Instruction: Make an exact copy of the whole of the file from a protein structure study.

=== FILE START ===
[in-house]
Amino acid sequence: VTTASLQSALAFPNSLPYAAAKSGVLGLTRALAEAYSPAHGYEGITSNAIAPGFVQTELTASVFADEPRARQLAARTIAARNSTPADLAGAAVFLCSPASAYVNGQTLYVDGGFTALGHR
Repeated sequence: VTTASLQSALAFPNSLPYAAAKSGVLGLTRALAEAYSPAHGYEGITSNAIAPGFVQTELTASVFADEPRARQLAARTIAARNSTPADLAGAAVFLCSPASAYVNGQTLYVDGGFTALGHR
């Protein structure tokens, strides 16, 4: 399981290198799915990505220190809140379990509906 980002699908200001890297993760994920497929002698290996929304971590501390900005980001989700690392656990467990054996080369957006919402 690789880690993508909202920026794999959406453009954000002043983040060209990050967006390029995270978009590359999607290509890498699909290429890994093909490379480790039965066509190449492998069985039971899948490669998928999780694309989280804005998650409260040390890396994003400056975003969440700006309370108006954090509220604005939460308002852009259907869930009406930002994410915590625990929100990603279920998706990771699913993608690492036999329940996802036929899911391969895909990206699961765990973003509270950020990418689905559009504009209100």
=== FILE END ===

[in-house]
Amino acid sequence: VTTASLQSALAFPNSLPYAAAKSGVLGLTRALAEAYSPAHGYEGITSNAIAPGFVQTELTASVFADEPRARQLAARTIAARNSTPADLAGAAVFLCSPASAYVNGQTLYVDGGFTALGHR
Repeated sequence: VTTASLQSALAFPNSLPYAAAKSGVLGLTRALAEAYSPAHGYEGITSNAIAPGFVQTELTASVFADEPRARQLAARTIAARNSTPADLAGAAVFLCSPASAYVNGQTLYVDGGFTALGHR
């Protein structure tokens, strides 16, 4: 399981290198799915990505220190809140379990509906 980002699908200001890297993760994920497929002698290996929304971590501390900005980001989700690392656990467990054996080369957006919402 690789880690993508909202920026794999959406453009954000002043983040060209990050967006390029995270978009590359999607290509890498699909290429890994093909490379480790039965066509190449492998069985039971899948490669998928999780694309989280804005998650409260040390890396994003400056975003969440700006309370108006954090509220604005939460308002852009259907869930009406930002994410915590625990929100990603279920998706990771699913993608690492036999329940996802036929899911391969895909990206699961765990973003509270950020990418689905559009504009209100």